Lavant Horticultural Society, Chichester

Lavant Horticultuiral Society
Pink flowers of Sedum 'Herbstfreude'

A short selection of things to do in the garden at this time, also published each month in the Lavant News

October (to return to November, click on the pyracantha to the right).

A glorious Indian summer? Or early frosts? In any event, it’s guaranteed that leaves will start falling. Clear them up regularly so they do not block out light on lawns and plants or harbour pests such as slugs.

Then turn them into useful leaf mould: pile them up in a post & chicken wire pen or fill them into plastic waste bags - ensure the leaves are wet and make holes in the bags with a garden fork.

Sedum 'Herbstfreude'

Mowing can be an easy way to collect the leaves, which decompose more quickly when chopped up.

Collecting and burning the fallen leaves from rose bushes and fruit trees is an important way of combating diseases such as black spot and scab. However, make sure you do not use these leaves for leaf mould or compost, as that would merely serve to spread disease.

As temperatures fall, you will be bringing tender plants back inside. However, first check them carefully for pests and diseases – it’s easier to treat them while they are still outside. If a plant still looks unhappy, tip it out of its pot to examine the root ball for soil-based pests such as vine weevil.

Protect patio containers from getting waterlogged during the winter by raising them on tiles, bricks or purpose-made feet so that water can drain out. Put alpines somewhere sheltered from the worst of the rain – they do not mind the winter cold, providing they do not get too wet.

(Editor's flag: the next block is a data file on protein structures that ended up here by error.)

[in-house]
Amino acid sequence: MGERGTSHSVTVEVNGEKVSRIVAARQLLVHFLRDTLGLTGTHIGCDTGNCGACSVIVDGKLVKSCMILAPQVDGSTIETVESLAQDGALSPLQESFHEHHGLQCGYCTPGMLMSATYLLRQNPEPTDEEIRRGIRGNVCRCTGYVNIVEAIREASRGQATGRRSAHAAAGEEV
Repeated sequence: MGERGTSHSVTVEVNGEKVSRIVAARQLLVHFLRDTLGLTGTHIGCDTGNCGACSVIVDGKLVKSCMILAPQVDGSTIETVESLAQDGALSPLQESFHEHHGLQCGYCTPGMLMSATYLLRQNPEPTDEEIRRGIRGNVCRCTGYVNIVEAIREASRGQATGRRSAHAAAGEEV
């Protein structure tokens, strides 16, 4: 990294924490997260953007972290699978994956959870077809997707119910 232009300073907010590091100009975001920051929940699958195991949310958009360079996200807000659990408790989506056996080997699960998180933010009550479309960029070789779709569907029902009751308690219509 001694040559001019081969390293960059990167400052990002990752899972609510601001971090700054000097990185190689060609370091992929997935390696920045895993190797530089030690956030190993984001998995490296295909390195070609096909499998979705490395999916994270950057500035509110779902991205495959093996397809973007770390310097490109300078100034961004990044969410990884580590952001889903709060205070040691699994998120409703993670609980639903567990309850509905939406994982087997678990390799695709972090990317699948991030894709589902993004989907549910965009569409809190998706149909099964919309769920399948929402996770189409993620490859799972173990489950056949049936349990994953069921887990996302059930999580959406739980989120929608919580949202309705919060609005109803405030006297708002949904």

Now is the time to apply grease bands or barrier glue to the trunks of fruit trees. This stops winter moths climbing up and laying their eggs in the trees, avoiding caterpillar damage next spring. Apply also to any stakes that join trees above the barrier. For deeply fissured bark the glue is best, as moths could just climb up gaps that might be left inside a grease band.

Get prepared for winter storms by making sure tree stakes and other supports are in good order; also loosen ties if they are threatening to cut into the bark of trees or shrubs after this year’s growth.

Standing tropical houseplants on trays of wet gravel can help offset the drop in humidity when the central heating comes on. Grouping them together can also help create a more humid microclimate.

Click above to return to


Click below for

more comprehensive

advice for this month

from the RHS

Wildlife in the garden


Five ways

to help hedgehogs this autumn

Click for more from Sussex Wildlife Trust

Garden hedges

Click above for more from the RSPB

Sussex butterflies

Click on the Adonis Blue to see which butterflies are to be found in Sussex

Click above for RHS

information on plants good

for bees & pollinators.